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I'm seriously considering applying for Teach For America next year. I'd love to teach art or English. I could realistically see myself going back to school after graduation and getting my teaching certification, and if not, getting my masters and eventually getting a job as an art professor, even if it's just part-time. I love teaching and I've held tutoring jobs in the past. When I came to school I didn't think it's what I wanted to do with the rest of my life, but I've been rethinking it recently.

What age are they during eighth grade? Here in the UK we just have primary and secondary school, I don't fully understand this middle school system you dicuss here.
In the US, the system goes like this (generally):
1st grade through 4th grade (sometimes 5th): Elementary school
(sometimes 5th) 6th grade through 8th grade: Middle school (sometimes called Junior High)
9th grade through 12th grade: High school
 

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I understand you're generalizing here, and I think I see you basic point and why you say this, but at least in the public high school system in the US, I don't think there's that much difference in how the two temperaments teach. I teach pubic high school (I teach math), and I know two English teachers who are both NF's...one is an INFP, the other is an ENFJ. Constantly, and I mean constantly, the INFP teacher, who I'm very close friends with, agrees with me about just about everything in the education system and teaching. We face pretty much the same problems with students, we deal with pretty much the same thing, and we have pretty much the same opinions about education.

Even as an INFP, he understands the need for organization and structure to be a teacher...as creative and "fun" as your lessons can be, you still need rules and order as well. And not all SJ's are boring and uptight as teachers either.


So I see what you're saying, and there's probably some general truth to it. But really, I think there's a lot that teachers have in common that type doesn't distinguish between, and people of all 16 types can be good or bad teachers.







I think the bigger problem is that the US system is set up in a very SJ manner. So it's harder to actually teach because of all of the "standards" and the idea that everyone has to be the same. SJ's can fit into that kind of system more easily as teachers, but that doesn't mean that we're not frustrated to no end by the system's set up, which is ridiculous and stupid in so many ways.
Nice post, I just stumbled upon this animated speech and I highly recommend watching it.

 

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That's an awesome clip. I've heard him speak before but I hadn't heard that particular bit before.
 

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That video's great stuff! Thanks babblingbrook!

I wish more people would see these thing. Myself I was schooled by the Montessori method, and would absolutely say that I've benefited greatly from that, having been spared from many of the worst part of "normal" education.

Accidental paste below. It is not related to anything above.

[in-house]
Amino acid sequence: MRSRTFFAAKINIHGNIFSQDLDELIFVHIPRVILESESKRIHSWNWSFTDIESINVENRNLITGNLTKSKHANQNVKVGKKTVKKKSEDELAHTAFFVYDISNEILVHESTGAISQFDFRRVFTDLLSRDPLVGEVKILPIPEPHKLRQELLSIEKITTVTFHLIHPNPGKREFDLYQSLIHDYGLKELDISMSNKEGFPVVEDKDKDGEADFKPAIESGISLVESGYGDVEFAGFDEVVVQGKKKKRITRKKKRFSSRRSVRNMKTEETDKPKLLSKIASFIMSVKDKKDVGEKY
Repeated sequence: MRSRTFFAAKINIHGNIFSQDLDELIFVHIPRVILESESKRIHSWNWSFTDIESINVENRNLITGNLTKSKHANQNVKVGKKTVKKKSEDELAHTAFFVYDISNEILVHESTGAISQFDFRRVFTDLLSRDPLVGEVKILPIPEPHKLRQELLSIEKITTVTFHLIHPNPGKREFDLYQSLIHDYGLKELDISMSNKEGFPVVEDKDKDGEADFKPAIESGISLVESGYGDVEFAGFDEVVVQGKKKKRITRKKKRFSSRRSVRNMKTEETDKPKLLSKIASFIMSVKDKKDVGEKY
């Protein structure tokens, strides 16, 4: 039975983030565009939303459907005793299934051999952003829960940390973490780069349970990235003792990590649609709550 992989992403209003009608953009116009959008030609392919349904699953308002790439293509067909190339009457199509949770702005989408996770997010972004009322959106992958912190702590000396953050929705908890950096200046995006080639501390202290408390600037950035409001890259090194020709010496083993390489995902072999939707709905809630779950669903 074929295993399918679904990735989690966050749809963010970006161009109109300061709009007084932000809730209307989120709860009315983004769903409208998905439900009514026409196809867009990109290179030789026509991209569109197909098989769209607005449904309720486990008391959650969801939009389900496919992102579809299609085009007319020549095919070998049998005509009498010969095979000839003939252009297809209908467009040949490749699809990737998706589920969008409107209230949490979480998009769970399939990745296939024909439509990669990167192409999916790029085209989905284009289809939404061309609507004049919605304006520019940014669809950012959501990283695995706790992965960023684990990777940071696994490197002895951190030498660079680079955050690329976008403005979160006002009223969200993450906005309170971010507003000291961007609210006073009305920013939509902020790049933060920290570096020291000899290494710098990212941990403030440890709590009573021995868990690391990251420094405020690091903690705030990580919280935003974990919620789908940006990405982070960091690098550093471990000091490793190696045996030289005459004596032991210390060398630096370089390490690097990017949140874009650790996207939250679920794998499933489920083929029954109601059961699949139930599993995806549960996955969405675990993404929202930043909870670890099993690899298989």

Btw, Montessori and Jung apparently have some common denominators, as I've understood it, mainly seeing the child as having a personality and innate ideas and concept already from birth, as opposed to being a tabula rasa to only be stuffed with input in rearing and education.
 

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That video's great stuff! Thanks babblingbrook!

I wish more people would see these thing. Myself I was schooled by the Montessori method, and would absolutely say that I've benefited greatly from that, having been spared from many of the worst part of "normal" education.

Btw, Montessori and Jung apparently have some common denominators, as I've understood it, mainly seeing the child as having a personality and innate ideas and concept already from birth, as opposed to being a tabula rasa to only be stuffed with input in rearing and education.
Imagine what a child could do if he/she were unfolded and not molded! Imagine!
 

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I typed my Psych teacher as an ENFJ. She is great at teaching, although I find it odd how she can be a bit disorganized, yet still so...J. Perhaps that's what teaching all day does to you.
 

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I worked as a teacher at a school for autistic children for a few months. I was good at building a rapport with the children initially, but the methodology this school used was very intense and detail-oriented, if I was distracted for two seconds it would be a huge deal, so I wasn't very good at that particular job. It was a really intense and constant form of ABA, and I recognize that it's the most effective treatment for autism currently, but it's just not something I can do. I think an NFJ would be better at it.

I'm about to begin a job teaching English (as a foreign language) to elementary children. I'm a bit intimidated, my school is really disorganized which I'm sure will suit me later but right now I have no idea how much English these kids understand or what supplies are available to me in teaching. I'm trying to make first-day lesson plans but can't come up with anything that makes me feel more confident than walking in and winging it. I'll be honest, mostly I'm here because it's a job with low hours and tons of vacation and I get to live on a French-governed tropical island, but I hope I manage to teach these kids really well while I'm here. I also want to set up some private conversation lessons on the side for adults, I took Spanish conversation classes and it was always a really great environment with people talking about their lives and culture.
 

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One of my teacher is INFJ I think. I like how he teaches because he force us to make mistakes, push our reasoning further than what is actually asked in the question while working in groups so we can learn better. He finds all kinds of comparison, re-conceptualize and simplify what we are learning to make it more accessible to everyone in the class. He knows exactly on which part of the subject students have an harder time with and emphasize on it.

He's definitely one of the best teacher I had so far.
 

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This is such a good thread, and Sir Ken Robinson is one of my heroes, I love want that guy has to say and i've watched a number of videos with him giving speeches and each one has been great and funny.